23

On one of our remote systems mkdir -p $directory fails when the directory exists. which means it shows

mkdir: cannot create directory '$directory' : file exists

This is really puzzling, as I believed the contract of -p was that is always succeed when the directory already exists. And it works on the other systems I tried.

there is a user test on all of these systems, and directory=/home/test/tmp.

32

This could be caused if there is already a file by the same name located in the directory.

Edit: Note that a directory cannot contain both a file and folder by the same name on linux machines.

  • 1
    that's exactly what is was and I am currently reviewing and fixing our scripts – UmNyobe Jan 24 '13 at 8:39
  • 1
    That's frustrating note ( – SET Aug 24 '13 at 19:58
  • Thanks. In my case it was failing because there was a sym link with the same name. – Asu Jan 3 at 20:06
5

Check to see if there is a file (not a directory) with a name same as $directory.

2

mkdir -p won't create directory if there is a file with the same name is existing in the same directory. Otherwise it will work as expected.

0

Was your directory a FUSE-based network mount by any chance?

In addition to a file with that name already existing (other answer), this can happen when a FUSE process that once mounted something at this directory crashed (or was killed, e.g. with kill -9 or via the Linux OOM killer).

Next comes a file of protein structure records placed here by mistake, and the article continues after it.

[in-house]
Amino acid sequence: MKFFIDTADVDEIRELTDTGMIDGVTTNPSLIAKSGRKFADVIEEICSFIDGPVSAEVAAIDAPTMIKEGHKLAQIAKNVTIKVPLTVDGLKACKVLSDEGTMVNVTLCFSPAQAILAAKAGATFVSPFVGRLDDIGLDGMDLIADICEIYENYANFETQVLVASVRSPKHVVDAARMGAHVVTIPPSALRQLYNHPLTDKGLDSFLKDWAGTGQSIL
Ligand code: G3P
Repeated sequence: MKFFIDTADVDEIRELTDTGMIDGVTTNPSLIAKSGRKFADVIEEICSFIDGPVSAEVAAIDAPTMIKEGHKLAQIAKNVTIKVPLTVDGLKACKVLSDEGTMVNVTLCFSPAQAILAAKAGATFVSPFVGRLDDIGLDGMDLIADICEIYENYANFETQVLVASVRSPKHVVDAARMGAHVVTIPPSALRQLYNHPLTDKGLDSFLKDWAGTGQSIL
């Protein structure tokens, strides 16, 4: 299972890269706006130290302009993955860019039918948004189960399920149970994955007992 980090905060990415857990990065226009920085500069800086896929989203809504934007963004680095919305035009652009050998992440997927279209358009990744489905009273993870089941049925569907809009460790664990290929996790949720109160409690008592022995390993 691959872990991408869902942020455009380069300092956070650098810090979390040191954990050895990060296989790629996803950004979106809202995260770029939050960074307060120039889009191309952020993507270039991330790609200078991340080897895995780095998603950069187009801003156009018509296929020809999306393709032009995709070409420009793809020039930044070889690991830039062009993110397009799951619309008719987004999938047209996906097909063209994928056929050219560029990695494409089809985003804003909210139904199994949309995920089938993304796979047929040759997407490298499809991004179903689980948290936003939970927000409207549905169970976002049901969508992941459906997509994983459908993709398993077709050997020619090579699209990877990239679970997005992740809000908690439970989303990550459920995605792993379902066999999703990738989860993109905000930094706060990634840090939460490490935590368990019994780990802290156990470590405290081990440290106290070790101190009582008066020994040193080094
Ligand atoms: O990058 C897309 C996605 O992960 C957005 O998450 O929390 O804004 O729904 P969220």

To see what is happening in detail, run strace -fy mkdir -p $directory, which shows all syscalls involved and their return values.


I consider the error messages emitted in this case a bug in mkdir -p (in particular the gnulib library):

When you run it on a dir that had a FUSE process mounted but that process crashed, it says

mkdir: cannot create directory ‘/mymount’: File exists

which is rather highly inaccurate, because the underlying stat() call returns ENOTCONN (Transport endpoint is not connected); but mkdir propagates up the less-specific error from the previous mkdir() sycall. It's extra confusing because the man page says:

   -p, --parents
          no error if existing, make parent directories as needed

so it shouldn't error if the dir exists, yet ls -l / shows:

d????????? ? ?    ?       ?            ? files

so according to this (d), it is a directory, but it isn't according to test -d.


I believe a better error message (which mkdir -p should emit in this case) would be:

mkdir: cannot create directory ‘/mymount’: Transport endpoint is not connected

Your Answer

By clicking “Post Your Answer”, you agree to our terms of service, privacy policy and cookie policy

Not the answer you're looking for? Browse other questions tagged or ask your own question.